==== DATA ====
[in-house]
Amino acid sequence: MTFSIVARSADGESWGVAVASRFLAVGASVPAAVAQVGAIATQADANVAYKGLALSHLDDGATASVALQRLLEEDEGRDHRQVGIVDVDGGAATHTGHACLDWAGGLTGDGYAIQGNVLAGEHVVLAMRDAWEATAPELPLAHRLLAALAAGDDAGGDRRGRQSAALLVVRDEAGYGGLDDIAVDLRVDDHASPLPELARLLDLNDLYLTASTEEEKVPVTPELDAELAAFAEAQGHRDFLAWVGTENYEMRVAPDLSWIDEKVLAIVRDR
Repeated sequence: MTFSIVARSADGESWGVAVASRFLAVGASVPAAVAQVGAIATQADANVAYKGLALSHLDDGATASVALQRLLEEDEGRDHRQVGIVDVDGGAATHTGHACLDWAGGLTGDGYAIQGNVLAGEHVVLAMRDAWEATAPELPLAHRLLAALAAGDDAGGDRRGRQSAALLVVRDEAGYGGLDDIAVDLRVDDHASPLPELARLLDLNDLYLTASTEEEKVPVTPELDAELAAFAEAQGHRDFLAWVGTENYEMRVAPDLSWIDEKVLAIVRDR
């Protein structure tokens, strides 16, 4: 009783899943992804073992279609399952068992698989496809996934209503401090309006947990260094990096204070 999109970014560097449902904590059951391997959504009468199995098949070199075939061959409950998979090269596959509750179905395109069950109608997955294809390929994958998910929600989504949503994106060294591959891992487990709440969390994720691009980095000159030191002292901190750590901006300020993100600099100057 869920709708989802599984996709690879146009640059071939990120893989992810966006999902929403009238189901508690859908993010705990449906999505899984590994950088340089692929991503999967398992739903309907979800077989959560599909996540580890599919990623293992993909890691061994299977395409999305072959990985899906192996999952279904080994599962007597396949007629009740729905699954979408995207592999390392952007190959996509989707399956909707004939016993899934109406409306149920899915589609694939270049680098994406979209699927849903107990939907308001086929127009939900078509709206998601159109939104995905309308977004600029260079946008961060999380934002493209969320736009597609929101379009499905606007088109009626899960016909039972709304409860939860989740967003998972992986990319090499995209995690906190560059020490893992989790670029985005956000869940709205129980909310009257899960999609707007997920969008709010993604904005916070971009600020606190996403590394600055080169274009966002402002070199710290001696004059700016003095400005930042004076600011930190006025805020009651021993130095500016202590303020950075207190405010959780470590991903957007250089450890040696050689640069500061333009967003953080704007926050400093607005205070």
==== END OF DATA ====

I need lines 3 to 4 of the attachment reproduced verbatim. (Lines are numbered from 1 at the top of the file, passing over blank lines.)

Repeated sequence: MTFSIVARSADGESWGVAVASRFLAVGASVPAAVAQVGAIATQADANVAYKGLALSHLDDGATASVALQRLLEEDEGRDHRQVGIVDVDGGAATHTGHACLDWAGGLTGDGYAIQGNVLAGEHVVLAMRDAWEATAPELPLAHRLLAALAAGDDAGGDRRGRQSAALLVVRDEAGYGGLDDIAVDLRVDDHASPLPELARLLDLNDLYLTASTEEEKVPVTPELDAELAAFAEAQGHRDFLAWVGTENYEMRVAPDLSWIDEKVLAIVRDR
């Protein structure tokens, strides 16, 4: 009783899943992804073992279609399952068992698989496809996934209503401090309006947990260094990096204070 999109970014560097449902904590059951391997959504009468199995098949070199075939061959409950998979090269596959509750179905395109069950109608997955294809390929994958998910929600989504949503994106060294591959891992487990709440969390994720691009980095000159030191002292901190750590901006300020993100600099100057 869920709708989802599984996709690879146009640059071939990120893989992810966006999902929403009238189901508690859908993010705990449906999505899984590994950088340089692929991503999967398992739903309907979800077989959560599909996540580890599919990623293992993909890691061994299977395409999305072959990985899906192996999952279904080994599962007597396949007629009740729905699954979408995207592999390392952007190959996509989707399956909707004939016993899934109406409306149920899915589609694939270049680098994406979209699927849903107990939907308001086929127009939900078509709206998601159109939104995905309308977004600029260079946008961060999380934002493209969320736009597609929101379009499905606007088109009626899960016909039972709304409860939860989740967003998972992986990319090499995209995690906190560059020490893992989790670029985005956000869940709205129980909310009257899960999609707007997920969008709010993604904005916070971009600020606190996403590394600055080169274009966002402002070199710290001696004059700016003095400005930042004076600011930190006025805020009651021993130095500016202590303020950075207190405010959780470590991903957007250089450890040696050689640069500061333009967003953080704007926050400093607005205070």